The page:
33. 33. Alternative for access control
  34. 34. Using auth/RBAC to control access to a resource Secret Files Alice Bob rejected accepted
  35. 35. A weakness in capabilities Secret Files Alice Bob  Anyone with the key can get access.
  36. 36. A weakness in auth/RBAC Secret Files Alice Bob 
  37. 37. A weakness in any security system! Secret Files Alice Bob Do you trust Alice? Then you also trust anyone whom Alice trusts too... (Or whom Alice can be tricked into trusting)
  38. 38. “Don’t prohibit what you can’t prevent”
  39. 39. Supplies Closet Alice Bob Secret Files X Capabilities support decentralized delegation
  40. 40. Supplies Closet Auth/RBAC systems are centralized Alice Bob accepted rejected Bob has only been working there for 6 months 
  41. 41. Auth/RBAC systems are centralized Alice “Please grant Bob access to the supplies closet” “Then revoke access after 20 minutes” Authorization System Can your system do this?
  42. 42. Supplies Closet Auth/RBAC systems are centralized Alice Bob “Here, Bob. You can borrow my swipe card” Credential Sharing
  43. 43. Central systems can revoke access Secret Files Alice rejected
  44. 44. How to revoke access in a cap-based system? Revoke?
  45. 45. How to revoke access in a cap-based system?
  46. 46. Demo: Capabilities as functions
  47. 47. DESIGNING AN API USING CAPABILITIES
  48. 48. Client Service Request Response Tic-Tac-Toe as a service Proper name is "Noughts and Crosses" btw
  49. 49. Tic-Tac-Toe API (obvious version) type TicTacToeRequest = { player: Player row: Row col: Column }
  50. 50. Tic-Tac-Toe API (obvious version) type TicTacToeResponse = { result : MoveResult display: DisplayInfo } type MoveResult = | KeepPlaying | GameWon of Player | GameTied
  51. 51. Demo:Tic-Tac-Toe
  52. 52. What kind of errors can happen? • A player can play an already played move • A player can play twice in a row • A player can forget to check the Result and keep playing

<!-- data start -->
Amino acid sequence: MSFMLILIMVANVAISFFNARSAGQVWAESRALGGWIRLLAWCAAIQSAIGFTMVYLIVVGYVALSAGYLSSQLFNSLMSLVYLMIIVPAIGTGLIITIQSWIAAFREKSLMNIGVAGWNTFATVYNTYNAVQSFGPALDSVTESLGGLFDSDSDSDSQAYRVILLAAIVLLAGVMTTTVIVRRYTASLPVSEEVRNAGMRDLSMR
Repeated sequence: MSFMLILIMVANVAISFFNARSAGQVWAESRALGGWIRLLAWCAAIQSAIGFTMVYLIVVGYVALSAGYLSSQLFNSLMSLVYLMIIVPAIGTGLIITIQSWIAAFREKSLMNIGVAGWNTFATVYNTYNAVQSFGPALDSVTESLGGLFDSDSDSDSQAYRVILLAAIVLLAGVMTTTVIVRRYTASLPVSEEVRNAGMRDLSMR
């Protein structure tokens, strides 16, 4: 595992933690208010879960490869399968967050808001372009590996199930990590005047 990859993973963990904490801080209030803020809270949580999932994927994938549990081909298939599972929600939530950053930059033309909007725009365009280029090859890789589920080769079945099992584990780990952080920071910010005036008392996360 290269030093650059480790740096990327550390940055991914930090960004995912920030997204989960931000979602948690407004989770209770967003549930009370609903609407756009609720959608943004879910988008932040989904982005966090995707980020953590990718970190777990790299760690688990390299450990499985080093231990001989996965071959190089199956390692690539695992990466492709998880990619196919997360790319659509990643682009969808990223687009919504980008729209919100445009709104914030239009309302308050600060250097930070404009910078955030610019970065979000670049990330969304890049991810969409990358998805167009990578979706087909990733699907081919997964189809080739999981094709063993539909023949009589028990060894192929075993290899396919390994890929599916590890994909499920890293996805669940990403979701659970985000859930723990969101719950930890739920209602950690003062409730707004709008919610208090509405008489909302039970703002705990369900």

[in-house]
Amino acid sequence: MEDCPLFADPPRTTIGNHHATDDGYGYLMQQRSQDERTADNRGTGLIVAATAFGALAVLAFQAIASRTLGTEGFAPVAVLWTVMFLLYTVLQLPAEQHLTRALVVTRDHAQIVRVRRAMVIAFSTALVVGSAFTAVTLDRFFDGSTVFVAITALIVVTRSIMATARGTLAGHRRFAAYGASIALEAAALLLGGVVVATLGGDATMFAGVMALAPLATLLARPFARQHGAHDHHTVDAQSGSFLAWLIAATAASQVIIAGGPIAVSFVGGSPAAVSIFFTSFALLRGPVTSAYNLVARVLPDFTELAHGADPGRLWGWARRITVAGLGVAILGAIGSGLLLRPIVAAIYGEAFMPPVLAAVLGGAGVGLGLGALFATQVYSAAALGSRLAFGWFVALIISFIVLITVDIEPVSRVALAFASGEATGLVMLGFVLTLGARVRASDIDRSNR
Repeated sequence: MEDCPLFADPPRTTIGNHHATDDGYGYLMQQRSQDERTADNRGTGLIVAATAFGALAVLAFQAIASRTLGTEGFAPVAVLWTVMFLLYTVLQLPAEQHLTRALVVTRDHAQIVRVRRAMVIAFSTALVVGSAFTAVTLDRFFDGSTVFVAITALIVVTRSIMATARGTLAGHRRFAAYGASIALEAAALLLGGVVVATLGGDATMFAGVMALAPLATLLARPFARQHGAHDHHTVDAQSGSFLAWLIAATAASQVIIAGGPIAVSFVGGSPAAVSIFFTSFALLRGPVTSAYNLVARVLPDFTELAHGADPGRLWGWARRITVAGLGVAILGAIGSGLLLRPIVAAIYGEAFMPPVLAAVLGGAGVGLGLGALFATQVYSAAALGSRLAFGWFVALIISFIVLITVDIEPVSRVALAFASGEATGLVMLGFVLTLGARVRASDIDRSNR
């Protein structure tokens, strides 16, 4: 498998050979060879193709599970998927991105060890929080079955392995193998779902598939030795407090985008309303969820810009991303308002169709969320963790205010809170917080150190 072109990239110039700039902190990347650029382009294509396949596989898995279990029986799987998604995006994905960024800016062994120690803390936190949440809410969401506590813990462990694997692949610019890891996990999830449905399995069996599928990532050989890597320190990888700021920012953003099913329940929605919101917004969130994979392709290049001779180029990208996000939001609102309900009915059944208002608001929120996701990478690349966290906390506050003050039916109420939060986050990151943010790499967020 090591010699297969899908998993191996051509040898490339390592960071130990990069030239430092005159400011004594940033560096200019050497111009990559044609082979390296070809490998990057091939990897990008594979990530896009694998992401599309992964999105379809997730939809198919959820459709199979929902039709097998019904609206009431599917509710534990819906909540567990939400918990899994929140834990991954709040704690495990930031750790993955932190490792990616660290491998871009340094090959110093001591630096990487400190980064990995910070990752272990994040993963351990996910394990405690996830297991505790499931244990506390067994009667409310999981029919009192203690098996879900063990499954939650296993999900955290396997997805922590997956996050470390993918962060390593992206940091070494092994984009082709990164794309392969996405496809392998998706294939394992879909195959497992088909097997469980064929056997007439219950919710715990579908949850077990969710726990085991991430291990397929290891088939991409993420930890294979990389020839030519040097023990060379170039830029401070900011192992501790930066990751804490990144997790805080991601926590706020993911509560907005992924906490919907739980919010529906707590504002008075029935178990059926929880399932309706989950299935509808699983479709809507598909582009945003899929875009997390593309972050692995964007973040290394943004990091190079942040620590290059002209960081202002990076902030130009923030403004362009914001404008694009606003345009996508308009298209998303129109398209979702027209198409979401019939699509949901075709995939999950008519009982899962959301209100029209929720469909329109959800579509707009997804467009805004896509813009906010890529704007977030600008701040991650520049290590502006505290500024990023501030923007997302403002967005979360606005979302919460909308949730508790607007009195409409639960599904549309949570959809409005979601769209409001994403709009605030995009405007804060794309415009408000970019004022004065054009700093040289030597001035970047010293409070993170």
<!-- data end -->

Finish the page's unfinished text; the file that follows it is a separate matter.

53. 53. “Make illegal operations unrepresentable” Don’t let me do a bad thing and then tell me off for doing it... Yes, you could return errors, but...
  54. 54. Client Service New Game Available Moves Tic-Tac-Toe service with caps Nine available moves
  55. 55. Client Service 1st move Available Moves Tic-Tac-Toe service with caps Eight available moves
  56. 56. Client Service Available Moves Tic-Tac-Toe service with caps 2nd move Seven available moves
  57. 57. Client Service Available Moves Tic-Tac-Toe service with caps 3rd move Six available moves
  58. 58. Client Service No available Moves Tic-Tac-Toe service with caps Winning move
  59. 59. Tic-Tac-Toe API (cap-based version) type MoveCapability = unit -> TicTacToeResponse type NextMoveInfo = { playerToPlay : Player posToPlay : CellPosition capability : MoveCapability } These are for client information only. The player and position are baked into the capability
  60. 60. Tic-Tac-Toe API (cap-based version) type TicTacToeResponse = | KeepPlaying of (DisplayInfo * NextMoveInfo list) | GameWon of (DisplayInfo * Player) | GameTied of DisplayInfo
  61. 61. Tic-Tac-Toe API (cap-based version) type TicTacToeResponse = | KeepPlaying of (DisplayInfo * NextMoveInfo list) | GameWon of (DisplayInfo * Player) | GameTied of DisplayInfo Where did the "request" type go? Where’s the authorization?
  62. 62. Demo: Cap-based Api
  63. 63. What kind of errors can happen? • A player can play an already played move • A player can play twice in a row • A player can forget to check the Result and keep playing Is this good security or good design? All fixed now! 
  64. 64. HATEOAS Hypermedia As The Engine Of Application State “A REST client needs no prior knowledge about how to interact with any particular application or server beyond a generic understanding of hypermedia.” RESTful done right
  65. 65. How NOT to do HATEOAS POST /customers/ GET /customer/42 If you can guess the API you’re doing it wrong Security problem! Also, a design problem – too much coupling.
  66. 66. How to do HATEOAS POST /81f2300b618137d21d / GET /da3f93e69b98 You can only know what URIs to use by parsing the page Each of these URIs is a capability
  67. 67. Demo: HATEOAS
  68. 68. Some Benefits of HATEOAS • Client decoupled from server – The server owns the API model and can change it without breaking any clients – E.g. Change links to point to CDN – E.g. Versioning • Simpler clients in many cases – No need for client-side checking of moves • Explorable API – Choose your own adventure!
  69. 69. Client Service Login Available Capabilities Service API with caps Many available actions initially
  70. 70. Client Service Use a capability Available Capabilities Service API with caps Fewer available actions in a given state